I’m always interested in playing with the latest technologies. That extends to the latest internet technologies and web based applications. So when I first heard about Twitter I made myself an account.
Although the original idea sounded good, maybe even useful, I found the implementation limiting and frustrating. After lots of whinging, and messing about on Twitter trying to find something useful in it, I was pretty much ready to just ignore it. That was until Twitter started to invade Facebook. That invasion was the catalyst for this article.
In the beginning
When Twitter first appeared, the idea was to provide a micro-blogging service. Short messages, for giving status updates. That doesn’t sound so bad.
So what’s wrong with Twitter?
Let’s start with the obvious.
Tweets (Twitter messages) are limited to 140-characters per message. SMS messages are limited to 160-characters. Take the worst feature of SMS from the 1980s, and implement it in the 2000s…
No, even that isn’t fair. Almost every phone now supports SMS messages well in excess of the original 160-character limit (by sending multiple SMS messages disguised as a single SMS). Who in their right mind would implement a service with that limitation from day one?
The defence of this limitation is startling – the claims people make are sometimes humorous and often ridiculous. It is claimed, for example, that by limiting the number of characters, people will somehow write messages that are succinct and more interesting as a result. Take a look at your average tweet and you be the judge on that.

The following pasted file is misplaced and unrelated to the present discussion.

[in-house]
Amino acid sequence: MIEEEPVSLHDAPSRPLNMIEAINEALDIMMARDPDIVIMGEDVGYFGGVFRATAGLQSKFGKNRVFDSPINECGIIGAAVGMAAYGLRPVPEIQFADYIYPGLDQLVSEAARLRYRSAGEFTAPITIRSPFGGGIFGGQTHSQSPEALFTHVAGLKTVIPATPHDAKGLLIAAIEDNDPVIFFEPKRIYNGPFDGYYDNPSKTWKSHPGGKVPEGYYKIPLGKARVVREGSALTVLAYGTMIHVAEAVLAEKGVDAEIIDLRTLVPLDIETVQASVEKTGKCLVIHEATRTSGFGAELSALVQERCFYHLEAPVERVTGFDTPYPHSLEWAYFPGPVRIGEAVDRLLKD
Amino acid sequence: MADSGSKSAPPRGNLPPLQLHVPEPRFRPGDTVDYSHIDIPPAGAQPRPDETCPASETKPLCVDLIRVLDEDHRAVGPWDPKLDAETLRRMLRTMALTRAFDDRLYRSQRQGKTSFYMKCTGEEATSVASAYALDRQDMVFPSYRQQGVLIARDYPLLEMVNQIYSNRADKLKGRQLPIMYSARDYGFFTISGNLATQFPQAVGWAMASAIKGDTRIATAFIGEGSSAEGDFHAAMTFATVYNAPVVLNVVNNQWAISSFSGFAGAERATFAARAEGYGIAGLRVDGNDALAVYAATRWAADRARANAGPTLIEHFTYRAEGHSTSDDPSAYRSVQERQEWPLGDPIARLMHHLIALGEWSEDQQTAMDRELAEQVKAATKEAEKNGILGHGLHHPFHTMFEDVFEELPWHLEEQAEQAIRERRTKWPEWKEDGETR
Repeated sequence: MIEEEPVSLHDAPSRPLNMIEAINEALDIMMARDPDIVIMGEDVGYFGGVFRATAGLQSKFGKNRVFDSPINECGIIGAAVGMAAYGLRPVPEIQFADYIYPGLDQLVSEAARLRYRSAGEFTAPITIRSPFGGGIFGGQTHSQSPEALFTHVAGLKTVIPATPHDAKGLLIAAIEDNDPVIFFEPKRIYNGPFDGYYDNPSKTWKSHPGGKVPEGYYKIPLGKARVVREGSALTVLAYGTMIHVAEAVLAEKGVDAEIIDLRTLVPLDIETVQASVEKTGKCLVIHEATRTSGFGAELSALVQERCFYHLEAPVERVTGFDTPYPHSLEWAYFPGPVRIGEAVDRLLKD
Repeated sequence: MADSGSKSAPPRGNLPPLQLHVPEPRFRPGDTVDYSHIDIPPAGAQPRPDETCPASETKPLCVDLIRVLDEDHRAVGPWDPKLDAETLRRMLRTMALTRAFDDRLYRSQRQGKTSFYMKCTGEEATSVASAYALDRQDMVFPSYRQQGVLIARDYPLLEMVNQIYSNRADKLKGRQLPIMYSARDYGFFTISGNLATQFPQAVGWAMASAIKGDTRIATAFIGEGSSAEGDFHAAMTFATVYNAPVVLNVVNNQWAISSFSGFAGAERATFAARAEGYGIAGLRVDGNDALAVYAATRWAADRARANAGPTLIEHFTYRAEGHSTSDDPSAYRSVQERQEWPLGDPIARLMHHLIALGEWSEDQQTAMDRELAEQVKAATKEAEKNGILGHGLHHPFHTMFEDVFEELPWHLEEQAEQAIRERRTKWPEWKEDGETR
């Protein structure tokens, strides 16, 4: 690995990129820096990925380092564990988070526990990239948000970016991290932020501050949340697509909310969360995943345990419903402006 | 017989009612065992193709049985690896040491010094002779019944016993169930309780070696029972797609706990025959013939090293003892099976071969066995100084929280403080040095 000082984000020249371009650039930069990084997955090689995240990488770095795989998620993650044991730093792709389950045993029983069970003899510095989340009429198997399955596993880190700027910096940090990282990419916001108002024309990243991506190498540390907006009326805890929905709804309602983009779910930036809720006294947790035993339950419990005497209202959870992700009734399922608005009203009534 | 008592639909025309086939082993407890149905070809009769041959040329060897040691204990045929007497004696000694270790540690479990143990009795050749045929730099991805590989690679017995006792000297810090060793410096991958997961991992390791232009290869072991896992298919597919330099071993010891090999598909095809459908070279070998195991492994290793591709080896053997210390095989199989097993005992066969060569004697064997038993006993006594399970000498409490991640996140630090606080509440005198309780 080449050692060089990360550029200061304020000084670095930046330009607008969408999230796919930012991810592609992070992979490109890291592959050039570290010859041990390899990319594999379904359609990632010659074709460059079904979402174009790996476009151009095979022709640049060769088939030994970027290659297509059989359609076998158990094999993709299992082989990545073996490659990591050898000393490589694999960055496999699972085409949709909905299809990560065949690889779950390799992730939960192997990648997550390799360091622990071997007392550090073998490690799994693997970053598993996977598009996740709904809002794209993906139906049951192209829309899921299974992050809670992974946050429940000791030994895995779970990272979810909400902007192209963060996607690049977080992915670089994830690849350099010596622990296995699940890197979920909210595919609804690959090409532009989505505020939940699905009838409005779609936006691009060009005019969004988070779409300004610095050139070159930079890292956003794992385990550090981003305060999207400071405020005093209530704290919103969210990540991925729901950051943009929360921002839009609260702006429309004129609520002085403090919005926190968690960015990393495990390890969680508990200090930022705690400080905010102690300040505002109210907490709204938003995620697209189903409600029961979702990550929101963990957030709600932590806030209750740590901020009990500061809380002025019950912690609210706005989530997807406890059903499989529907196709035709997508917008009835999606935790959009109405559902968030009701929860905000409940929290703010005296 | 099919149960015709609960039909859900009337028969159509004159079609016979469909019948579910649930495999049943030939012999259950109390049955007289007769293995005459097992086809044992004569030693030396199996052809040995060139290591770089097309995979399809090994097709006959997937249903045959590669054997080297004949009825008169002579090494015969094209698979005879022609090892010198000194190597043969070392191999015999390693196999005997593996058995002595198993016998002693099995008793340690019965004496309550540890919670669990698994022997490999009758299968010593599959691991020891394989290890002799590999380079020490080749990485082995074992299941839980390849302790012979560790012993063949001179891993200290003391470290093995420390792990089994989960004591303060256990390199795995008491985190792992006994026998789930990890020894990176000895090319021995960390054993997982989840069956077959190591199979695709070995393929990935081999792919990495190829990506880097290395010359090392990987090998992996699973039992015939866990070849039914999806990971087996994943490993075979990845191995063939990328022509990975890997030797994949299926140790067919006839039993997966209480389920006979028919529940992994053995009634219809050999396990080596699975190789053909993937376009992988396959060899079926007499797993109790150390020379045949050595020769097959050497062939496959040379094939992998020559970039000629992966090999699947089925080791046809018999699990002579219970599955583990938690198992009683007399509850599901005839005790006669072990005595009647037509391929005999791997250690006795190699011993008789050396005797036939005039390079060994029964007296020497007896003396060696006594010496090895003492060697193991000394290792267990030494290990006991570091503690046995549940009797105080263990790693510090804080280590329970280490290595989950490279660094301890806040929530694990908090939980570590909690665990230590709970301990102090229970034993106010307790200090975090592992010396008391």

Some have defended the limitation by claiming that it is like the limitations of haiku, that result in wonderful poetry by limiting the number of sylables in the poem to follow a certain pattern. In the same way, this limitation of 140-characters will create status updates that will amaze with literary genius. Wonder at the typical poetic masterpiece you find on almost every twitter account:
I am eating roast chicken for dinner! Yum!
The limitation is artificial and short sighted. And results in a number of other problems that will be outlined below.
No reply threading
Twitter is a stream of posts. That would be fine if all it was was a stream of your posts, but that isn’t the way it works. People can also post something to you (and others), so in effect can reply to something you posted.
But that reply is not threaded in any way. Tweets appear chronologically, i.e. based on when you sent it. You reply 2 days later, and there are 2 days of other posts before your reply. All context has gone. Often these replies are as a result confusing.